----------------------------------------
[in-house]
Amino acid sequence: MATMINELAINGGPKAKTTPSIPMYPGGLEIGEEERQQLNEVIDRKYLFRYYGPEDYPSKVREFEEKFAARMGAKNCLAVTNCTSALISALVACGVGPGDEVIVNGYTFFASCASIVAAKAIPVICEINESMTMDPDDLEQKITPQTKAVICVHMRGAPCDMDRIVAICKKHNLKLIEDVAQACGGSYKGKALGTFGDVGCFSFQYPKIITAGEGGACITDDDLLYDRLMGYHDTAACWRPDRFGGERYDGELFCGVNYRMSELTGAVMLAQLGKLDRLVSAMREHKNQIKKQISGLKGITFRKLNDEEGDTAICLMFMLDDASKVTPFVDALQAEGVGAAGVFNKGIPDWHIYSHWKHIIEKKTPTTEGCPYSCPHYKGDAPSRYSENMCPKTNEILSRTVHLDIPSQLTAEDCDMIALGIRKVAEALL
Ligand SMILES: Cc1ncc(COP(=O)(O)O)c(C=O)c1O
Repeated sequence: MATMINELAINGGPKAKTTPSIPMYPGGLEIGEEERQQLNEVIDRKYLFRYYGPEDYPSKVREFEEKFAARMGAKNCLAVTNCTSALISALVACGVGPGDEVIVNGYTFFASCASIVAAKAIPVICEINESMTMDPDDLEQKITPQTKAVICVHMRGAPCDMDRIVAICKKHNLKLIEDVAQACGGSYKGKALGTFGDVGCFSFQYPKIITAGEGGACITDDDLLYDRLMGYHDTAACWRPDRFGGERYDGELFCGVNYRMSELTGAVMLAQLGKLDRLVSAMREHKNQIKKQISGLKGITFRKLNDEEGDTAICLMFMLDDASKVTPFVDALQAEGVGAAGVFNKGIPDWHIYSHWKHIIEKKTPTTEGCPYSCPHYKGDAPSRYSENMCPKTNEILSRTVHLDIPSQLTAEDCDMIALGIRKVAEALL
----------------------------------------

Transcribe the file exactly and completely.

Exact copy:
[in-house]
Amino acid sequence: MATMINELAINGGPKAKTTPSIPMYPGGLEIGEEERQQLNEVIDRKYLFRYYGPEDYPSKVREFEEKFAARMGAKNCLAVTNCTSALISALVACGVGPGDEVIVNGYTFFASCASIVAAKAIPVICEINESMTMDPDDLEQKITPQTKAVICVHMRGAPCDMDRIVAICKKHNLKLIEDVAQACGGSYKGKALGTFGDVGCFSFQYPKIITAGEGGACITDDDLLYDRLMGYHDTAACWRPDRFGGERYDGELFCGVNYRMSELTGAVMLAQLGKLDRLVSAMREHKNQIKKQISGLKGITFRKLNDEEGDTAICLMFMLDDASKVTPFVDALQAEGVGAAGVFNKGIPDWHIYSHWKHIIEKKTPTTEGCPYSCPHYKGDAPSRYSENMCPKTNEILSRTVHLDIPSQLTAEDCDMIALGIRKVAEALL
Ligand SMILES: Cc1ncc(COP(=O)(O)O)c(C=O)c1O
Repeated sequence: MATMINELAINGGPKAKTTPSIPMYPGGLEIGEEERQQLNEVIDRKYLFRYYGPEDYPSKVREFEEKFAARMGAKNCLAVTNCTSALISALVACGVGPGDEVIVNGYTFFASCASIVAAKAIPVICEINESMTMDPDDLEQKITPQTKAVICVHMRGAPCDMDRIVAICKKHNLKLIEDVAQACGGSYKGKALGTFGDVGCFSFQYPKIITAGEGGACITDDDLLYDRLMGYHDTAACWRPDRFGGERYDGELFCGVNYRMSELTGAVMLAQLGKLDRLVSAMREHKNQIKKQISGLKGITFRKLNDEEGDTAICLMFMLDDASKVTPFVDALQAEGVGAAGVFNKGIPDWHIYSHWKHIIEKKTPTTEGCPYSCPHYKGDAPSRYSENMCPKTNEILSRTVHLDIPSQLTAEDCDMIALGIRKVAEALL